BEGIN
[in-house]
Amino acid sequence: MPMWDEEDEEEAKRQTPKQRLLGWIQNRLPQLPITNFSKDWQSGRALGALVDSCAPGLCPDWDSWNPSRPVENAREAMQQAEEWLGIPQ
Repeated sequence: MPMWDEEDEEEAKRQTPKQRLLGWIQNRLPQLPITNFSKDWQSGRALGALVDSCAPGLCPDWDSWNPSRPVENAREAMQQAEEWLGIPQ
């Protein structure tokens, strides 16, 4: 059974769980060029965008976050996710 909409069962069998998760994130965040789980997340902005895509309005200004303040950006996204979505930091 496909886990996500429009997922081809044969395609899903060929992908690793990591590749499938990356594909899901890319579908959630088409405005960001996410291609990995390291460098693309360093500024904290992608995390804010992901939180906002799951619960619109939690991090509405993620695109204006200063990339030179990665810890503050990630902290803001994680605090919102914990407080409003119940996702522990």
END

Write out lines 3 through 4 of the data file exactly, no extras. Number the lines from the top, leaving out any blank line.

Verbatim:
Repeated sequence: MPMWDEEDEEEAKRQTPKQRLLGWIQNRLPQLPITNFSKDWQSGRALGALVDSCAPGLCPDWDSWNPSRPVENAREAMQQAEEWLGIPQ
């Protein structure tokens, strides 16, 4: 059974769980060029965008976050996710 909409069962069998998760994130965040789980997340902005895509309005200004303040950006996204979505930091 496909886990996500429009997922081809044969395609899903060929992908690793990591590749499938990356594909899901890319579908959630088409405005960001996410291609990995390291460098693309360093500024904290992608995390804010992901939180906002799951619960619109939690991090509405993620695109204006200063990339030179990665810890503050990630902290803001994680605090919102914990407080409003119940996702522990």